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August 13, 1997

The Cardiology BeatAn Internet Education for Patients and Health Professionals

Author Affiliations

From the Department of Medicine, Massachusetts General Hospital and Harvard Medical School, Boston (Dr Peters; e-mail: rhp@solvig.med.harvard.edu); and the National Cancer Institute, Bethesda, Md (Dr Sikorski; e-mail: rss@nchgr.nih.gov).

JAMA. 1997;278(6):451-452. doi:10.1001/jama.1997.03550060017008

An internist in a busy, small private practice has just discovered in routine screening tests that a new patient has a mildly elevated total cholesterol level. Given the borderline nature of the elevation, the physician recommends that the patient change his diet and reduce fat intake. In the office visit, the patient asks wgat types of food he should now eat. After providing some basic education about diet, the physician refers the patient to the American Heart Association Web site for more detail.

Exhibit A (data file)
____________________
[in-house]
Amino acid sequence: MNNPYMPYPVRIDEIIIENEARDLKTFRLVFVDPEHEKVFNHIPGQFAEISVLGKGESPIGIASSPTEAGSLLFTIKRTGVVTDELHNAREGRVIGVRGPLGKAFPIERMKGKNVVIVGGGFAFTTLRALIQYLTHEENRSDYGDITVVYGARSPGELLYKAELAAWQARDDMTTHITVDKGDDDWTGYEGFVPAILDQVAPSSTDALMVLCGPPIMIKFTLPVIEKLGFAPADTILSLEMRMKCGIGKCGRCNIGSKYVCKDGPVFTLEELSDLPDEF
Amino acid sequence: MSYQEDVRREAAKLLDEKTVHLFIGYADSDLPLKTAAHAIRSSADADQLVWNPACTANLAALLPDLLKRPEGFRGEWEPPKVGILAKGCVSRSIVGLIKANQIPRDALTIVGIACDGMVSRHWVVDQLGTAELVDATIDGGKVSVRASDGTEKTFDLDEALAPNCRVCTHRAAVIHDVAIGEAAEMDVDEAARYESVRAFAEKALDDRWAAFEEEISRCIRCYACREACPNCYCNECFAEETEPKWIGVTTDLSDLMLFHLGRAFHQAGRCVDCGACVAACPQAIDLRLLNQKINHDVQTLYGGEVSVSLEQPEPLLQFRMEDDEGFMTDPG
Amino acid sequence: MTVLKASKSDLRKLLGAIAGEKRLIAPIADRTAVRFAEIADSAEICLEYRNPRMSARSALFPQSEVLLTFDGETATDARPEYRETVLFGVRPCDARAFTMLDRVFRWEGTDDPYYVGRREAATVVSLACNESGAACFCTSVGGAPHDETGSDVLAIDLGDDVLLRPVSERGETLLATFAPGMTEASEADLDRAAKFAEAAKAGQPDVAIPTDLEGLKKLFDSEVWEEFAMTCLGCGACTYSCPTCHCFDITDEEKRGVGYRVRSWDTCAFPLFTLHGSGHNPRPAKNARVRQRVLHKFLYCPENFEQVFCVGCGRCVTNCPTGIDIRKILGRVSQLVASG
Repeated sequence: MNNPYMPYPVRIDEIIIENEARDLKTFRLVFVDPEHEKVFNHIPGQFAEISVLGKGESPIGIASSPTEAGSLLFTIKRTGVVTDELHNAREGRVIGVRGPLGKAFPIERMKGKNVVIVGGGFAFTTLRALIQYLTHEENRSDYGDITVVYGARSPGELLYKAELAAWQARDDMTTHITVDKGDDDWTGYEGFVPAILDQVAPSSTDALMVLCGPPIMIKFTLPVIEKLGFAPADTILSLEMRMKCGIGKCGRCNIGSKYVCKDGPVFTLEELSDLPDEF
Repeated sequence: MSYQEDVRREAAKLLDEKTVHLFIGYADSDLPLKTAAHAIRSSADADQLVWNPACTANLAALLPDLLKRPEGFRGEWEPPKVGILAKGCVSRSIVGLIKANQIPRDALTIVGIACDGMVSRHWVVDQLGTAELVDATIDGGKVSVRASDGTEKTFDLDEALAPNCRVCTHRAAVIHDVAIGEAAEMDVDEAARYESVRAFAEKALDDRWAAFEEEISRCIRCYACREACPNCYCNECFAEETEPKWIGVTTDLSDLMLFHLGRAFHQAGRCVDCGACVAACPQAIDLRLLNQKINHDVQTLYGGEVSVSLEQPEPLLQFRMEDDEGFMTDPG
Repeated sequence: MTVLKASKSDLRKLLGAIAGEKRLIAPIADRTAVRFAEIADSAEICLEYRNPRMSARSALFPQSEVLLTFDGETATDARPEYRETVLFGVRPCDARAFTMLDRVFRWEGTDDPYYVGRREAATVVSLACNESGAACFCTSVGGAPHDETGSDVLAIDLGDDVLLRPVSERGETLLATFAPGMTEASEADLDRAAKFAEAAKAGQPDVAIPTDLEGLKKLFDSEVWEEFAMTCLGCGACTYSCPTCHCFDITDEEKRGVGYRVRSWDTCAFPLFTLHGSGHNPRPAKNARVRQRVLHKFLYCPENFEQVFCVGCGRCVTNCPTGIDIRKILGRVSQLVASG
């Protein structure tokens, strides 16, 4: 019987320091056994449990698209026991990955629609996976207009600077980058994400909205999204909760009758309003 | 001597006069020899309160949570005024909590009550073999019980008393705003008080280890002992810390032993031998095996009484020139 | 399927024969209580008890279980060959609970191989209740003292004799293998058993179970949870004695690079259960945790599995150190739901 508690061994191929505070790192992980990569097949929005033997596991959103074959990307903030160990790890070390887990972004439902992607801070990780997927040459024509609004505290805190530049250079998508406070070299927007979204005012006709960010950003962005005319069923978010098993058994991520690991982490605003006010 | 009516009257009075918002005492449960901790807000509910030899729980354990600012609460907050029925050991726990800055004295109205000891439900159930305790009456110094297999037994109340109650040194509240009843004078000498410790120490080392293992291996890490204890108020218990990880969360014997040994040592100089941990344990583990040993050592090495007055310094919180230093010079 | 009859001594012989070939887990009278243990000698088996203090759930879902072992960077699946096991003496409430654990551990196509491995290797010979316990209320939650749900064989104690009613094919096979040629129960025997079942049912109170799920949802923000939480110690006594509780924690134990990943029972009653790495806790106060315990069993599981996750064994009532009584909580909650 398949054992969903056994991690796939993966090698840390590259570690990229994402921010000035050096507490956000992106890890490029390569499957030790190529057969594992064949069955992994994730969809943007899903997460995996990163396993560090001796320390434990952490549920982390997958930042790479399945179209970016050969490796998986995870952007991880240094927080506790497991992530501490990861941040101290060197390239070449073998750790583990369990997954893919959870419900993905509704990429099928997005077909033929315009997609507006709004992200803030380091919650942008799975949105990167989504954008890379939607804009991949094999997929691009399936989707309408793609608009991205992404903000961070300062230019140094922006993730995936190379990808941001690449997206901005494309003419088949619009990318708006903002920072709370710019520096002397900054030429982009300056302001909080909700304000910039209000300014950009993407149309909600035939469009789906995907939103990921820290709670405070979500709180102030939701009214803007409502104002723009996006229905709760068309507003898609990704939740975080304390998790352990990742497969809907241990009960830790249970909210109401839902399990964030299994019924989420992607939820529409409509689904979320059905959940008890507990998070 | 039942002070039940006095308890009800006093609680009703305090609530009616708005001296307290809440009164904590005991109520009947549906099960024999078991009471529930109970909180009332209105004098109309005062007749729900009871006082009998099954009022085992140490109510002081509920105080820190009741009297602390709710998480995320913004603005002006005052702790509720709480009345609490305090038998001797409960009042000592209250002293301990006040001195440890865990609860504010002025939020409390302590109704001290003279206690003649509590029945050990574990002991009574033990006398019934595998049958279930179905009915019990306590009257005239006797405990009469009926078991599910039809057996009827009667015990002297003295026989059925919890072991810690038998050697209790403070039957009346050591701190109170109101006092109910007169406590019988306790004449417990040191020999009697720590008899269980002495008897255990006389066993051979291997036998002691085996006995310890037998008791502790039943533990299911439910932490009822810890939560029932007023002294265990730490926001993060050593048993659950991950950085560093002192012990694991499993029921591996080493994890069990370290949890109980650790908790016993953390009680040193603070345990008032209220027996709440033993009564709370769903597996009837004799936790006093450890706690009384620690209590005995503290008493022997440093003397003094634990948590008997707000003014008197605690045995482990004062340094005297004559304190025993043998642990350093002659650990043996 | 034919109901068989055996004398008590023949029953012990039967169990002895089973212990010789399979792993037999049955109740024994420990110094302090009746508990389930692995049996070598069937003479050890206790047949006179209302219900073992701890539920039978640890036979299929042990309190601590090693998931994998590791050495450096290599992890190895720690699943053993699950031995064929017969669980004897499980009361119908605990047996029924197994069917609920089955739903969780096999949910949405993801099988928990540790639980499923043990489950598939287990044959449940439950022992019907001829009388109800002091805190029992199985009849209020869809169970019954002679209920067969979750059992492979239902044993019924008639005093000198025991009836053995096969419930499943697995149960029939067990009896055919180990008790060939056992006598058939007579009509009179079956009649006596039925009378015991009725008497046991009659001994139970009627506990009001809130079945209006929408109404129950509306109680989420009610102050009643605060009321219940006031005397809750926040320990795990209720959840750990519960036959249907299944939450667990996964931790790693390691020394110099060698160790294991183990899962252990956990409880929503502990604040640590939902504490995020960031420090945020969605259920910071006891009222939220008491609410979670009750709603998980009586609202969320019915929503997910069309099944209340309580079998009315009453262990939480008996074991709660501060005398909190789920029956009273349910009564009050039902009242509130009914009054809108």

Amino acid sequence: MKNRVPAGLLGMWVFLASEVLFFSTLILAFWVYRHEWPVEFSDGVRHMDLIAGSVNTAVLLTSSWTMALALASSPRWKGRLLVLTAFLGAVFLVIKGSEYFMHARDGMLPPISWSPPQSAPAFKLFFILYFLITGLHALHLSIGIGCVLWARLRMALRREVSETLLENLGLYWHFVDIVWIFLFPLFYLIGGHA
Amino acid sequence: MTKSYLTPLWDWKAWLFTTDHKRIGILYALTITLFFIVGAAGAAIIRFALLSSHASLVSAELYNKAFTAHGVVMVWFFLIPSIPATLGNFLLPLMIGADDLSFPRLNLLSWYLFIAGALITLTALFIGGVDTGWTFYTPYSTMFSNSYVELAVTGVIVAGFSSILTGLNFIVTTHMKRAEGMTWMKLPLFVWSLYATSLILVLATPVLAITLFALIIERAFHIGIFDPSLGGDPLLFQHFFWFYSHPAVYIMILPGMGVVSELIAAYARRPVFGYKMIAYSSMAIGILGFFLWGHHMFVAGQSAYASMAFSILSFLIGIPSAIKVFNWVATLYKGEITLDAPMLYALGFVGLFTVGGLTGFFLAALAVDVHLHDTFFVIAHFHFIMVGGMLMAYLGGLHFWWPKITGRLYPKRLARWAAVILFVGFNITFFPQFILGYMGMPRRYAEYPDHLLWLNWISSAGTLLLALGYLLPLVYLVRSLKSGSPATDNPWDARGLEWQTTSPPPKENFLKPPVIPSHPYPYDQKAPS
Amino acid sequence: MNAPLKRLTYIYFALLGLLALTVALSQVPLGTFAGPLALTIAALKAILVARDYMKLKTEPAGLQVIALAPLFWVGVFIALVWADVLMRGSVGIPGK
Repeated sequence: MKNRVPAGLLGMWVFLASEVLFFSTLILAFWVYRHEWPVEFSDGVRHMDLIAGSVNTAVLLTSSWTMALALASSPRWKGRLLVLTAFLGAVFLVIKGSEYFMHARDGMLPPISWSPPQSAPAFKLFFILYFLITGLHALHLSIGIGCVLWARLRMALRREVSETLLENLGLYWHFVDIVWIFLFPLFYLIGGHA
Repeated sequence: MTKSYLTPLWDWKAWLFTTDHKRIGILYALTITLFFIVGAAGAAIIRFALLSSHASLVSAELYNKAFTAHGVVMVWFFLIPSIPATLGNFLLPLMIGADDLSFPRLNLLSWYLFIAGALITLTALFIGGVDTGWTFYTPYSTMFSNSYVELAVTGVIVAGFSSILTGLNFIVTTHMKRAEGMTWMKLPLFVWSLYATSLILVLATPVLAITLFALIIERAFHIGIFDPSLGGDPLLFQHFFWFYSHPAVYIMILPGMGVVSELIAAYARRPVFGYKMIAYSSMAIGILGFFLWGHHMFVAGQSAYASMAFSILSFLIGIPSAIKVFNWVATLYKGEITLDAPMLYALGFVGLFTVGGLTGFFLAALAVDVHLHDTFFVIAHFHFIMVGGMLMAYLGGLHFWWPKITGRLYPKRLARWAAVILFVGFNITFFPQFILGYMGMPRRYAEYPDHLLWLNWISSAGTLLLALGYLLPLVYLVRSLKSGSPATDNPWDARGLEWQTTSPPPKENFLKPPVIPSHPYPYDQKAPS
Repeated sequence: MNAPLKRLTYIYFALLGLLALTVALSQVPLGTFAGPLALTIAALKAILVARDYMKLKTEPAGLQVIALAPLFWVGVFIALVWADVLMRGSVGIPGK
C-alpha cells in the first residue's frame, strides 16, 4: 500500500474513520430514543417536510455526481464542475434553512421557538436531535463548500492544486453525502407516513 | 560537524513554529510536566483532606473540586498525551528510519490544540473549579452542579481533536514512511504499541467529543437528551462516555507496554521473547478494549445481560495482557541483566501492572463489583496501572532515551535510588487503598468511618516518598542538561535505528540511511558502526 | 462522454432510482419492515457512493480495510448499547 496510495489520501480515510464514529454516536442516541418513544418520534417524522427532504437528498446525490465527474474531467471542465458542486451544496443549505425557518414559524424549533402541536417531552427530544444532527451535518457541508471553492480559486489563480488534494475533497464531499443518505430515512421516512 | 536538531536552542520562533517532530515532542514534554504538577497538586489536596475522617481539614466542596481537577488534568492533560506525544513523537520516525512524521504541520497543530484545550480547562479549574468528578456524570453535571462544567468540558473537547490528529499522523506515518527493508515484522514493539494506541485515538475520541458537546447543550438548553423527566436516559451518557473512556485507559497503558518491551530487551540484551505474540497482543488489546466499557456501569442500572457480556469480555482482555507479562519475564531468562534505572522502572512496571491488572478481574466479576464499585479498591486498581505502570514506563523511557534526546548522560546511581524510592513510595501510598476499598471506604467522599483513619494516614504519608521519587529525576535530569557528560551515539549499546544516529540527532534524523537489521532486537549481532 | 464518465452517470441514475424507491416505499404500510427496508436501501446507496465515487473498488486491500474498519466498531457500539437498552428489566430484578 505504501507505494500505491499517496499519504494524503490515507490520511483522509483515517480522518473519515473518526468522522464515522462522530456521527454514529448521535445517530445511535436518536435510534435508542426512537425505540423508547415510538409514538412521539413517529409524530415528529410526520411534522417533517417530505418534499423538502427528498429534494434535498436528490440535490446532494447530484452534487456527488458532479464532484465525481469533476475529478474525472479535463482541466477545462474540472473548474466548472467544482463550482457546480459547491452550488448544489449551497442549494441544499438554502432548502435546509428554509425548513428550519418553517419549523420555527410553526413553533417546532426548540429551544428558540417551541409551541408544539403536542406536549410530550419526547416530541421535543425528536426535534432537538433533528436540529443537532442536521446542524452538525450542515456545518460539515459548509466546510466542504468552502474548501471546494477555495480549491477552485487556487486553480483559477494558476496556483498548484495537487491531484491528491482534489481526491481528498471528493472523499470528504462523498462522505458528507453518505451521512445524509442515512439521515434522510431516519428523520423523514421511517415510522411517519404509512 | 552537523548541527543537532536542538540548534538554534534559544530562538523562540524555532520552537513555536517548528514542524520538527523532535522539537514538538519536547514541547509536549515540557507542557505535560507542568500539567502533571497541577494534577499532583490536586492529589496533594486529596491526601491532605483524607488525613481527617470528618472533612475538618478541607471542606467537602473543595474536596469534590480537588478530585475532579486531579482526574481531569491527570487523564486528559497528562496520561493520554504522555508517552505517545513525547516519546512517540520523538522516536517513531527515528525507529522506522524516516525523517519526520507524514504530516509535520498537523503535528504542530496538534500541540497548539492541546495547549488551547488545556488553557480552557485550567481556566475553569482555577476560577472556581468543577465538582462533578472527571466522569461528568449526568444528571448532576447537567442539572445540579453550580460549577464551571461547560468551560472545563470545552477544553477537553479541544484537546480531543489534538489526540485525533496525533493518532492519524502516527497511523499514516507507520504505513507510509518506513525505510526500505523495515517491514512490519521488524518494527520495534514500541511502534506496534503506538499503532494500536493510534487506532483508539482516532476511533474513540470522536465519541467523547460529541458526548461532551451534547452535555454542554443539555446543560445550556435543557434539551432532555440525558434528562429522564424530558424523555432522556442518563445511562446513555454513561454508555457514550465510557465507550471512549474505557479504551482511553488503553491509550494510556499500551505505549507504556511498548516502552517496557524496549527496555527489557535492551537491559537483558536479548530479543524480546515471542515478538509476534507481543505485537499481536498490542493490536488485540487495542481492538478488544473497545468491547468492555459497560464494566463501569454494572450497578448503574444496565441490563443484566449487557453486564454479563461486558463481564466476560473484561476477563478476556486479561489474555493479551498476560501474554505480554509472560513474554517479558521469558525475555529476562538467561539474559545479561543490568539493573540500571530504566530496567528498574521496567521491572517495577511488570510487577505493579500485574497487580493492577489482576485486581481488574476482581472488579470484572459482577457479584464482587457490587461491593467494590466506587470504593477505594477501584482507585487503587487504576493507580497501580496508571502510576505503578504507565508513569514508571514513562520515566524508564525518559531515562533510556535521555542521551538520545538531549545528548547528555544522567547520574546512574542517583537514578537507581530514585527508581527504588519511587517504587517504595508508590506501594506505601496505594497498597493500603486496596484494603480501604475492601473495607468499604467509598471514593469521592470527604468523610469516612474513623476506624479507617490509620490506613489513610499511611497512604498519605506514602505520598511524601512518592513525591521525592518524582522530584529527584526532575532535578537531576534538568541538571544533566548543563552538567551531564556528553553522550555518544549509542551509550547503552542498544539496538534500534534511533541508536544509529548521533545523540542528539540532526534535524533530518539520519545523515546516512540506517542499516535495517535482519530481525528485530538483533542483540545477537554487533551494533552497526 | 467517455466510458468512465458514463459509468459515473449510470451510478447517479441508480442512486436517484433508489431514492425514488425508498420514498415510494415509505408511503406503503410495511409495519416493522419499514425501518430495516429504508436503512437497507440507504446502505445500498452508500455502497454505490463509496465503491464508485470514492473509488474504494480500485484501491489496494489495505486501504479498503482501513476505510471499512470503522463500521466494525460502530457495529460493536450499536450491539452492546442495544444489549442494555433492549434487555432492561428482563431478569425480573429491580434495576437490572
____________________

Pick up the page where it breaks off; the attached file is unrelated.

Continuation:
Education can greatly enhance the interaction between patients with cardiovascular diseases and their physicians. In the case above, the patient needed information about diet—what to eat, how to cook, and how often to eat actually was his treatment. One can easily imagine that the physician's recommendation might have been to stop smoking or